Council has a knack for tangling itself up in legal issues where public input is concerned. The city’s liability insurance costs, says City Finance Director Brentt Ramharter, will increase by $272,000 for 2005. In March 2003, Rattlesnake resident Loreen Folsom sued the city for failing to involve the public in a proposal to extend the city sewer system to more homes in the Rattlesnake. Last December, Judge Douglas Harkin ruled in her favor: Missoula mucked up public process. (That’s probably why watchdog Snodgrass, partner of the plaintiff in the suit, videotapes City Council at work.) Now the tables have turned. The Council has honored public sentiment over the city’s own rules by denying the Roes a boundary line readjustment request at 636 Evans. The Roes plan to sue the city. The mayor points out that other lawsuits may follow. He believes that if the Council denies similar requests that prove to be valid once the anticipated Roe suit is settled, the city could be liable for millions.
You know who’ll pay.
During the 2003 Council elections, the Indy endorsed Heidi Kendall—knowing she had fewer qualifications “on paper” than her opponent. We also endorsed Stacy Rye, knowing that her opponent was a viable contender. Ward 1’s Kendall and Ward 3’s Rye have both supported building projects within the city, both supported impact fees and both supported the West Broadway reconfiguration plan. They have also teamed up to research the possibility of offering same-sex benefits to city employees. The endeavor will take quite a bit of research, time and energy, and Rye and Kendall may well end up spending their time reviewing boundary- line requests instead.
The Independent did not endorse Bob Lovegrove or Don Nicholson. Former Mayor Lovegrove has distinguished himself by being the only Council member to oppose even the watered-down greenhouse gases reduction plan, which he feared might call the wrath of the “energy police” down upon the citizenry. He’s joined the charge to undo the West Broadway reconfiguration plan. Lovegrove obviously dedicates quite a bit of his time to researching complex issues that come before Council; he’s a good devil’s advocate and asks pointed questions. He doesn’t, however, always listen thoughtfully to responses. His disregard for the city engineer’s answers about the West Broadway reconfiguration plan indicates Lovegrove may have already had his mind made up going in.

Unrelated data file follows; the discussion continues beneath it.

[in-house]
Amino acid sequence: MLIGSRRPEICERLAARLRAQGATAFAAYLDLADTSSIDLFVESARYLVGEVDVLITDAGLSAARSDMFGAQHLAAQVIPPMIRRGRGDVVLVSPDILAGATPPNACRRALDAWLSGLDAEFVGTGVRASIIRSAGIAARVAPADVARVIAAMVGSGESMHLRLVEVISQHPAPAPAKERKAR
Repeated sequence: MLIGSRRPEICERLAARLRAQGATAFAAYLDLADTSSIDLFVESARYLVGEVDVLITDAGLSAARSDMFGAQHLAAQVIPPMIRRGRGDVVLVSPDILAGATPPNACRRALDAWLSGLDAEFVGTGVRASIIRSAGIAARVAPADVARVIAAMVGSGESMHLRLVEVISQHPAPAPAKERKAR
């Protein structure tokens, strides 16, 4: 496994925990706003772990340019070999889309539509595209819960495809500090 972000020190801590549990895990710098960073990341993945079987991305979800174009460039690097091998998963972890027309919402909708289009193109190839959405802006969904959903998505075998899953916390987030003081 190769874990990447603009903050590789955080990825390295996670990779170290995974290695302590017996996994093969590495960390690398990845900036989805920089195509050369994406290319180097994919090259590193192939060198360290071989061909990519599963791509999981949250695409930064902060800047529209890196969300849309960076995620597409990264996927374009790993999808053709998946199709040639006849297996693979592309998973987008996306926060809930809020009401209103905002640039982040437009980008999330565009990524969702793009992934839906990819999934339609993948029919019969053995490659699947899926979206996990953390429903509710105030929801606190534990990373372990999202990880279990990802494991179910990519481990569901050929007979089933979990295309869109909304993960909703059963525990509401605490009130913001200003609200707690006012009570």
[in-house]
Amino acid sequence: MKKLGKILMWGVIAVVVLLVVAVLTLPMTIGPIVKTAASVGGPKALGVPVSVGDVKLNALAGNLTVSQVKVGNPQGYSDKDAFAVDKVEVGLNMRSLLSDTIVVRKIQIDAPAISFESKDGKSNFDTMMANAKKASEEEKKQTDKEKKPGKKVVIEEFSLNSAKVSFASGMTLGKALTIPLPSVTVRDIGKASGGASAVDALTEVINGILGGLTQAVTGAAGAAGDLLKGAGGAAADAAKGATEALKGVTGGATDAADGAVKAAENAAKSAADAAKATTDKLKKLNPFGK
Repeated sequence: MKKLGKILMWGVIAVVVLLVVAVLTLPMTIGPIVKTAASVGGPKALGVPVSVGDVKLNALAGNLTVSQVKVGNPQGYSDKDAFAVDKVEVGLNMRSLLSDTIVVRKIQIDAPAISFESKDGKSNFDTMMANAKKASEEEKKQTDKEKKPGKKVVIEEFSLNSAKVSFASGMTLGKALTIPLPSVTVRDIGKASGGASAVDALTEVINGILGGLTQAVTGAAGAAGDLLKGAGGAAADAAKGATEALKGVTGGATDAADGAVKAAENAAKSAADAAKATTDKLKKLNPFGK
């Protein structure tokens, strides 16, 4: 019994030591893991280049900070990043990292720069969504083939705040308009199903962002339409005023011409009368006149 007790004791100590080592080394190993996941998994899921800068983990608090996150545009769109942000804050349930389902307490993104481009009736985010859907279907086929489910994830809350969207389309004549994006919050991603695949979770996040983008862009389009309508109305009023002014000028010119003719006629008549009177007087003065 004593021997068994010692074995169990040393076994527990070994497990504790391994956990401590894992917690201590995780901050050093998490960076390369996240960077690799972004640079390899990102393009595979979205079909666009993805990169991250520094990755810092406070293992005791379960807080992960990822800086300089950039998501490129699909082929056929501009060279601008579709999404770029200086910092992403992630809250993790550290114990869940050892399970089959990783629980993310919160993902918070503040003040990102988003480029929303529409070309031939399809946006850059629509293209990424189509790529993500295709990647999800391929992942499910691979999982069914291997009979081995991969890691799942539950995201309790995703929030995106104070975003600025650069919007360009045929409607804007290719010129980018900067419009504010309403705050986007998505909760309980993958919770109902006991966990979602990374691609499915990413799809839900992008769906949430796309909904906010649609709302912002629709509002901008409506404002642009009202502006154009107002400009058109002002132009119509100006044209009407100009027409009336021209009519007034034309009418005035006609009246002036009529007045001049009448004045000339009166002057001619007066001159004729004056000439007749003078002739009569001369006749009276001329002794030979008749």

Though the Independent endorsed his opponent, Don Nicholson has proved a thoughtful addition to Council. Ward 2’s Nicholson has earned the trust of his peers—six Council members voted for him to represent Missoula on the Montana Public Power Authority board (six voted for Mayor Kadas, and Kadas broke the tie). Financial prudence seems to guide him. Nicholson supported Council’s decision to grant extensions to St. Pat’s. He also opposes the Broadway Diet because he believes the money could be better spent elsewhere. Nicholson is reviving an economic development committee, which sat dormant for years. Like the work on equitable insurance benefits, Nicholson’s work on economic development may have to take a backseat to reviewing boundary-relocation requests. Nicholson, however, believes the growth tools need fixing.
Feet to the fire
Council has a tendency to commandeer the responsibilities of others. Over the past six months, both Anne Kazmierczak and Jerry Ballas submitted to Council their own designs for proposed neighborhood developments. While Ballas is an architect, neither he nor Kazmierczak was elected to draft blueprints. The Council ignored reports from professional traffic engineers about how to make West Broadway a safe corridor for pedestrian crossing and an efficient one for vehicles. Instead, it considered suggestions from the Missoula Downtown Association. Most recently, of course, councilors have taken it upon themselves to review complex boundary-line readjustment requests. The Office of Planning and Grants is paid to review these requests and understand their intricacies.
Strap on a pair of gold sandals, march up to the podium and give ’em what you got.